Although its technical aspects are more successful than its plot and characters, torture-horror “Sleepless Beauty” makes for an interesting watch.
Excessive and explicit violence on screen always leads to questions about whether such images are necessary. If a director packs their movie with medieval torture and bodily trauma, does that violence serve a purpose, or is it simply a sadistic celebration of gore that delights in human pain? Is the audience expected to enjoy the blood and torture, or are they likely to have a more complex viewing experience? After watching the trailer for Sleepless Beauty, a torture horror film from director Pavel Khvaleev, I’ll admit that I had low expectations for the film as far as it’s use of violence, and I prepared myself for excessive gore with little meaning or thought behind it. However, I found myself pleasantly surprised by Sleepless Beauty, which, although by no means groundbreaking or flawless, makes a definite attempt to substantiate its numerous torture scenes with a bit of social commentary. While it does not succeed in every instance, Sleepless Beauty aims to create a sympathetic victim, explore her mental state, and ask relevant questions that go beyond the blood and guts on screen.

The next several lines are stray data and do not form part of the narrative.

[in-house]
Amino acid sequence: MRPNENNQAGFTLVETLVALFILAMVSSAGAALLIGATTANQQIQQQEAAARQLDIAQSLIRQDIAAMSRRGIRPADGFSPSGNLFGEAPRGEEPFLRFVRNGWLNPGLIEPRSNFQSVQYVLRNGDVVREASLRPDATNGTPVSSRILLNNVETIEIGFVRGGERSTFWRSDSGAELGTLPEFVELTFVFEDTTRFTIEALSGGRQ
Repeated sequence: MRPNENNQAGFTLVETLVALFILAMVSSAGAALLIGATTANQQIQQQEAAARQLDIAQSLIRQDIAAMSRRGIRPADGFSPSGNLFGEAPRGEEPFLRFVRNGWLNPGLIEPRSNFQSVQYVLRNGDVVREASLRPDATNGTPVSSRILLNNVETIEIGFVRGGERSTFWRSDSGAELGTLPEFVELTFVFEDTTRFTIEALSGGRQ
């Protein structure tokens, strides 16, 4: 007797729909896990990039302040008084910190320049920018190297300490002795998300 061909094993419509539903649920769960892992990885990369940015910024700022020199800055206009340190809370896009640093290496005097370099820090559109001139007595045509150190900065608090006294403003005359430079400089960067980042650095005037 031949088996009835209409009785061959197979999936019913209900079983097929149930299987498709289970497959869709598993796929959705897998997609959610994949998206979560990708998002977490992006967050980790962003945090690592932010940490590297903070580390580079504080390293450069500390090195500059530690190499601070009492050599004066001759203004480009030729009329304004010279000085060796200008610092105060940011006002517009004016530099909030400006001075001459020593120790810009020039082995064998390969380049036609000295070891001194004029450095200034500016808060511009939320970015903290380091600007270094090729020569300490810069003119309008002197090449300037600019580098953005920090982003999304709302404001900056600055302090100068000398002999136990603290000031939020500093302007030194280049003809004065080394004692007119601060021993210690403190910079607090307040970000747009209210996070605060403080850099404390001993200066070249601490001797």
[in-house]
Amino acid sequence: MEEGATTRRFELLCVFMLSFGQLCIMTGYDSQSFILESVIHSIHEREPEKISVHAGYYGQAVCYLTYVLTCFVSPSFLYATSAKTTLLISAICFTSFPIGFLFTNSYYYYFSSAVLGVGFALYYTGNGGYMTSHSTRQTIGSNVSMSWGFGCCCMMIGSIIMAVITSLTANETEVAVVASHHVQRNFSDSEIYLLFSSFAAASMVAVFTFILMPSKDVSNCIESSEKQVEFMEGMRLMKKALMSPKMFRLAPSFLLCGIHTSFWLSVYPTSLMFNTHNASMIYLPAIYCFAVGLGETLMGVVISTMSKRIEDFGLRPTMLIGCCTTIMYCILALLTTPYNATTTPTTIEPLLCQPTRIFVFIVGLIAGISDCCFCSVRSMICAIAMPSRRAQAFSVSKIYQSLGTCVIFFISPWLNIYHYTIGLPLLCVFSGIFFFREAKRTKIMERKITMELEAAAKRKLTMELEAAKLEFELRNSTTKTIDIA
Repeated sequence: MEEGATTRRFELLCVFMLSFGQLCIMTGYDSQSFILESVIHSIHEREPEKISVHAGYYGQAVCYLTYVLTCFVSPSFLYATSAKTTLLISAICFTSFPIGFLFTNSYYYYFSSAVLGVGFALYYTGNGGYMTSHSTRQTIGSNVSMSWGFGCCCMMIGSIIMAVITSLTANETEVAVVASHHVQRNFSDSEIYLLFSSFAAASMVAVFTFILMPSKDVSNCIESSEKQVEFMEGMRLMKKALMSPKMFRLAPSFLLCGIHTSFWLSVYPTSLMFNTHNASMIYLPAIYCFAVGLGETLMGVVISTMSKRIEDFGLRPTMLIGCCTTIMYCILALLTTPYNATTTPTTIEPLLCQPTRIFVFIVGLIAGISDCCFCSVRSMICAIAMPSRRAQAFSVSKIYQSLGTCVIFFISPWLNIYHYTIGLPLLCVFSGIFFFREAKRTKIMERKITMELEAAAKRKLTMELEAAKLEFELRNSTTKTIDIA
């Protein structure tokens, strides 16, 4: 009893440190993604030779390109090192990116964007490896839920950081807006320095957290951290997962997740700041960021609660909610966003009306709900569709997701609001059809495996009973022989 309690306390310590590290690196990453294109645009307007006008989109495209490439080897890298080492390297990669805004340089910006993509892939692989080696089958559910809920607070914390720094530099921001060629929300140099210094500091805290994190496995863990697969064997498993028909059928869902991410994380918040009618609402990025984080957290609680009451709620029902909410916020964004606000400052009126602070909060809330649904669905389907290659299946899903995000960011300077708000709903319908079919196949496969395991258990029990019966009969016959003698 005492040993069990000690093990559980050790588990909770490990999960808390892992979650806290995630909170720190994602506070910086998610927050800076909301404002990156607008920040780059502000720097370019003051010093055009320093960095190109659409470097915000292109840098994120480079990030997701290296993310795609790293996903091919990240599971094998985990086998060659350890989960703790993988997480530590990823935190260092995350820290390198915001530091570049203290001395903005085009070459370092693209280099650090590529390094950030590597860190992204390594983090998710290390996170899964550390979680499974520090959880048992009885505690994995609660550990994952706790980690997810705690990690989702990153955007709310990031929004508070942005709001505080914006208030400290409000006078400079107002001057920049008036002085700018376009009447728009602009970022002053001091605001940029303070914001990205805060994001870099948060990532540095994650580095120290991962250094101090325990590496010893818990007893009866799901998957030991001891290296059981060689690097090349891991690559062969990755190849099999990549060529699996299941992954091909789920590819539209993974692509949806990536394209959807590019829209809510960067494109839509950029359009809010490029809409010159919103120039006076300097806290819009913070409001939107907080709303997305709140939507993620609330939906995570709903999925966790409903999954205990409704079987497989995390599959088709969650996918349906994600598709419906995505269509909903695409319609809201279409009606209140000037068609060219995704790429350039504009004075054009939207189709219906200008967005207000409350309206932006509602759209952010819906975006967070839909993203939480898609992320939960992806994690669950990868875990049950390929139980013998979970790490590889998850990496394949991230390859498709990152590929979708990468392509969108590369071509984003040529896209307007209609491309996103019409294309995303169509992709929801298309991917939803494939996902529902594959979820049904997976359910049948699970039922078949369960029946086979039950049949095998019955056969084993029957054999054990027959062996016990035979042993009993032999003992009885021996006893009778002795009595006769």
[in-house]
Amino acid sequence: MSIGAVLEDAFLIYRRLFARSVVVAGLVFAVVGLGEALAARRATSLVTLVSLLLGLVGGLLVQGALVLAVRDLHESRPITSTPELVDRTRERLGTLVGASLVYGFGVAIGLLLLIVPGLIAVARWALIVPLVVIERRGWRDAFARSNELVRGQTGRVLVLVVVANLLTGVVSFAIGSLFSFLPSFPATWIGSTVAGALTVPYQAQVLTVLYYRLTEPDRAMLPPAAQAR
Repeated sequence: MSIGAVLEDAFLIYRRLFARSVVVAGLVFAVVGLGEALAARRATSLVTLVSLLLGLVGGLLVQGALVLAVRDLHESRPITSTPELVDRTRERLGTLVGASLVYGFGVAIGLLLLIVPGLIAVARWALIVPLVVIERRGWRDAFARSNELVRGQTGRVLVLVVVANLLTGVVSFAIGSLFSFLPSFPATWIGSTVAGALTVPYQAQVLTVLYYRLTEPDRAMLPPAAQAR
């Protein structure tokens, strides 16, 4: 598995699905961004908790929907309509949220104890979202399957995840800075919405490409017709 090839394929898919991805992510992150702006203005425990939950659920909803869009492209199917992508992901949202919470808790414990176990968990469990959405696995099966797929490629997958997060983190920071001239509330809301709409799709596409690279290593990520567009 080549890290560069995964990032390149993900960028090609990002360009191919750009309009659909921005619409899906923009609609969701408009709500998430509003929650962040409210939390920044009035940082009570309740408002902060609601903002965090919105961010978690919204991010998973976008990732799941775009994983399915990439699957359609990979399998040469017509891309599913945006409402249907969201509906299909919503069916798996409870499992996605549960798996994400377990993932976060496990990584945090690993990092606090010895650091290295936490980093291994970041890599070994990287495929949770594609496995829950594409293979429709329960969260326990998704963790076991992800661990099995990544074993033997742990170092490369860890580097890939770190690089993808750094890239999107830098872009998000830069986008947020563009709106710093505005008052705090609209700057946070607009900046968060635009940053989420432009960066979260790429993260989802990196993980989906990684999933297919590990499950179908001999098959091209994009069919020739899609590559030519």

“Luz: The Flower of Evil” offers a folk-horror tale that is both all-too-realistic and wonderfully fantastical